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“I like to call [the Gila River] a reference river, a place that we can come and learn how rivers used to work before they were dammed and over-diverted and dewatered,” says Martha Cooper, Freshwater Director for The Nature Conservancy in New Mexico.

Certainly, in New Mexico, we put our rivers to work. We treat them as conveyance channels for waters we want to use, and to dilute pollution we don’t want. Over the last few hundred years in the United States, this mindset has dominated our society. Rarely do we remember that rivers are their own creatures. And as living beings themselves, they have something to teach us. 

Joe Saenz’s mom would talk about water as a spirit, he says. “She would talk about water like my grandfather used to talk about trees, like they were people.”

With funding from The Water Desk, a journalism initiative at the University of Colorado Boulder’s Center for Environmental Journalism, the Our Land crew went to the Gila River this summer, to visit the river, including a stretch that would have been changed forever if New Mexico had moved forward on a controversial diversion.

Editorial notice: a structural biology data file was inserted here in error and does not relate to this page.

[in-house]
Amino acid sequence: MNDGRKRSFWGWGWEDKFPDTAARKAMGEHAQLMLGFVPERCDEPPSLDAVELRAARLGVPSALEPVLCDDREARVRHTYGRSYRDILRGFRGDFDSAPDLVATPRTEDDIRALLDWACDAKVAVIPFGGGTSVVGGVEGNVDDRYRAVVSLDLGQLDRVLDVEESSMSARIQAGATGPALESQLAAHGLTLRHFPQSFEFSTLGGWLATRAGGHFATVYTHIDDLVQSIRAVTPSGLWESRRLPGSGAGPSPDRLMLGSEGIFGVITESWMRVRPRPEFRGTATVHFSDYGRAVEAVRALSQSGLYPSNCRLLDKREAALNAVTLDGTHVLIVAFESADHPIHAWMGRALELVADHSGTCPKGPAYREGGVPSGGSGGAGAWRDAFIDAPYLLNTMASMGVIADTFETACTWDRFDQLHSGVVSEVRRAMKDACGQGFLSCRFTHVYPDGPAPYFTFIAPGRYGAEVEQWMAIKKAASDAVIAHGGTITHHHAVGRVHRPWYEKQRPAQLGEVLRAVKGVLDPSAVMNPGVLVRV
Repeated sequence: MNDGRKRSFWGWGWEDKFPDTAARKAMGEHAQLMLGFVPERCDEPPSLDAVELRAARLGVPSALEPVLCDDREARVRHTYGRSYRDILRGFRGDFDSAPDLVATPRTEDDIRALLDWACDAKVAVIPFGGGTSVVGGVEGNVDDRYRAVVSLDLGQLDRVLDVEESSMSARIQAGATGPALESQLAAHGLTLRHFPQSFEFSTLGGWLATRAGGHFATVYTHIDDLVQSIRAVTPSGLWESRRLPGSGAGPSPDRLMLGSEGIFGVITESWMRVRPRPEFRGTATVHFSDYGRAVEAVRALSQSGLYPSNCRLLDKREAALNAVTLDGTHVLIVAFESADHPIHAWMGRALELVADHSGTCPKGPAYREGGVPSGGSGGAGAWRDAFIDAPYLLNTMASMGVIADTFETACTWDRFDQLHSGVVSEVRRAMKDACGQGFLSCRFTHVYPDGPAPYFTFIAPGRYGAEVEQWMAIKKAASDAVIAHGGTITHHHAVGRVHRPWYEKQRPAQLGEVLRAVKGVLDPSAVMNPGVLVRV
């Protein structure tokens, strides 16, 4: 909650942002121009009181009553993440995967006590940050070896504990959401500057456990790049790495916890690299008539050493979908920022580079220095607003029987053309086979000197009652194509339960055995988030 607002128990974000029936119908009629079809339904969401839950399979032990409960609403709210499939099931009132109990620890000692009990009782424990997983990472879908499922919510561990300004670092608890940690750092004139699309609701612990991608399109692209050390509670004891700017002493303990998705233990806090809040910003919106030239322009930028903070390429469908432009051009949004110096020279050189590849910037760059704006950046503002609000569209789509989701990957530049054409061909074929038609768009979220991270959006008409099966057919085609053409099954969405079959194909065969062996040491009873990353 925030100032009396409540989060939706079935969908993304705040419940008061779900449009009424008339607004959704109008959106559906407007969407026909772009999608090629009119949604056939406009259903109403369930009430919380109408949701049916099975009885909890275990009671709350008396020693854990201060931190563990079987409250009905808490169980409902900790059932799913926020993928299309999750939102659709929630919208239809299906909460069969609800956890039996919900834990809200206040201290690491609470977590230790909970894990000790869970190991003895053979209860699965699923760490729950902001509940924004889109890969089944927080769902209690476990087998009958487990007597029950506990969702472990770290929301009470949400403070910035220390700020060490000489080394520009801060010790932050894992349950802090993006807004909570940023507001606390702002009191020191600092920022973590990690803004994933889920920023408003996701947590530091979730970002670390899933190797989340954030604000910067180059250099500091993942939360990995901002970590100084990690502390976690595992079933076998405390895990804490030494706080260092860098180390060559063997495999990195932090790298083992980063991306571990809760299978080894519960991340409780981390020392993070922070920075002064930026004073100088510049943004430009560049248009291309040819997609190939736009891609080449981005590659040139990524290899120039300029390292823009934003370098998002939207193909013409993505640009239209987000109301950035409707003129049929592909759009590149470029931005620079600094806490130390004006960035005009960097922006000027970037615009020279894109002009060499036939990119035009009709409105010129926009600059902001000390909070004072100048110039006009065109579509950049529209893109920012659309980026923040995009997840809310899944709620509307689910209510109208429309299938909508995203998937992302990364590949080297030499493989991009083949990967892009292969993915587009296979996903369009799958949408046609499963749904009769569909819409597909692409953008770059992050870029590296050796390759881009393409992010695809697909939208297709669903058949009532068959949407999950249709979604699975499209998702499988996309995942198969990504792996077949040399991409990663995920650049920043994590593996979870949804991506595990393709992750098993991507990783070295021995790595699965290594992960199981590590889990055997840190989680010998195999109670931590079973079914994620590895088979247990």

In this special Our Land segment, we consider what lessons the Upper Gila River holds for the future—and the rest of the Colorado River Basin. 

Lastly, I don’t want to share all the news of the world, or even of New Mexico—even though there are important things happening and many journalists working hard to cover those events and issues. 

Instead, I think you should step away from the cacophony, for at least a spell. If you’re compelled to try tackling any of the myriad challenges the world is facing right now, from the global level down to your local neighborhood, resist the urge—which is ultimately a distraction—to follow every crisis and to spread yourself so thin that you dissolve and disappear. 

I think often of advice from Sarah Jaquette Ray, who wrote A Field Guide to Climate Anxiety: How to Keep Your Cool on a Warming Planet. Take some time today to do an easy writing exercise: Focus on one issue, that combines your passion, skills, interest, and potential impact—and find, as she says, “your big yes.” It’s impossible for each person to take on every issue. But working collectively, we can treat one another kindly and compassionately, while working through challenges—without despairing and without giving up. 

With that, I have a request: Disconnect. Delete social media from your phone. Shut down your computer. Sit with a friend or loved one. Go for a walk if that’s possible for you. Pray, if that’s something you do. Watch the sky. Pay attention to the changing season. And, listen.

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